Ashley Hitchings, University of Chicago Class of 2023
Affiliation: University of Chicago
Area of Study: Economics
Q: What did you do while working with REAP?
A: As a summer research intern with REAP, I traveled to Garze Tibetan Autonomous Prefecture to research the intersections of public health and human development. Our team investigated how the spread of parasites in elementary schools can devastate a child’s academic achievement and physical wellness, drawing upon student and teacher interviews and field observations. Finding I deeply resonated with REAP’s ethos of data-driven policy reform, I continued my work by creating communications materials for various initiatives, co-authoring a paper on T. solium transmission in rural schools, and editing child development curriculum for the Healthy Future project.
Q: What are you most proud of regarding your work with REAP?
A: Upon concluding three weeks of extensive field research in China, I presented potential solutions to the public health challenges that faced rural Tibetan elementary schools. Endemic to the region is the pork-based tapeworm, Taenia solium, whose spread can be mitigated by thorough hand-washing. During our school visits and interviews, my team and I observed clogged sinks, younger students struggling to comprehend REAP’s hygiene posters, and teachers rarely enforcing hand-washing routines. In response, we pitched a myriad of solutions, including using sink strainers, crafting new posters based on student feedback, and hosting teacher training sessions on the significance of hand-washing. Several months later, our pilots were actually implemented. Witnessing the research I conducted materialize into tangible outcomes was immensely gratifying.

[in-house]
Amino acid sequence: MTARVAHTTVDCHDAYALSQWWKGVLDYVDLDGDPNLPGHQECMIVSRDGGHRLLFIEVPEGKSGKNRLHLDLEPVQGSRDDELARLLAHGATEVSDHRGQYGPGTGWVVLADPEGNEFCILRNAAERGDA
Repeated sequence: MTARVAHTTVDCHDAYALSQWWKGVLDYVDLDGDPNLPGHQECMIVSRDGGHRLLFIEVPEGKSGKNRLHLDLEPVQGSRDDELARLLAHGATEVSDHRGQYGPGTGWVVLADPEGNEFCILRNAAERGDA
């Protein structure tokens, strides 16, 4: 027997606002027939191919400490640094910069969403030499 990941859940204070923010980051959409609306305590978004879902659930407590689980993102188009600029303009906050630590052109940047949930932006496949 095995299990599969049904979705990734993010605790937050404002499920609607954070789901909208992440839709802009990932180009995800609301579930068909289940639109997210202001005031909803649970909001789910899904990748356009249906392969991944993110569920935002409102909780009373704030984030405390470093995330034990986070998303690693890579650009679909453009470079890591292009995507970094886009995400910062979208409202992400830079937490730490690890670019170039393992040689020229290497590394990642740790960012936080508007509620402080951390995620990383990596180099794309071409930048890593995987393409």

Q: Do you have a favorite moment from the field?
A: One of my most notable memories from REAP was the exhilarating flurry of investigation and exploration that marked my days in Garze. We spent our days drafting protocols, gathering knowledge from our chats with second-graders and principals alike, and furiously brainstorming school-wide interventions, then piloting them mere days later and watching theory manifest into reality. On our “off day,” we hiked atop misty peaks, stumbling into thousand-year-old ruins and herds upon herds of yaks grazing. It might be premature to call these once-in-a-lifetime experiences, but I can’t imagine when else I’ll enjoy such wondrous and invigorating moments.
Q: How did working with REAP impact your future plans?
A: My belief that economics is a tremendously powerful tool for policy change stems largely from my time working with REAP. It’s this conviction that now drives me to pursue a degree in economics, with the desire to channel that toward improving issues of human rights and global human capital development and wellbeing.
My belief that economics is a tremendously powerful tool for policy change stems largely from my time working with REAP.
Ashley's REAP Projects
Healthy Hands Brochure
Forthcoming Co-Authored Paper
"School-based Taenia solium cysticercosis transmission between children in Tibetan rural areas of western China: A social network analysis"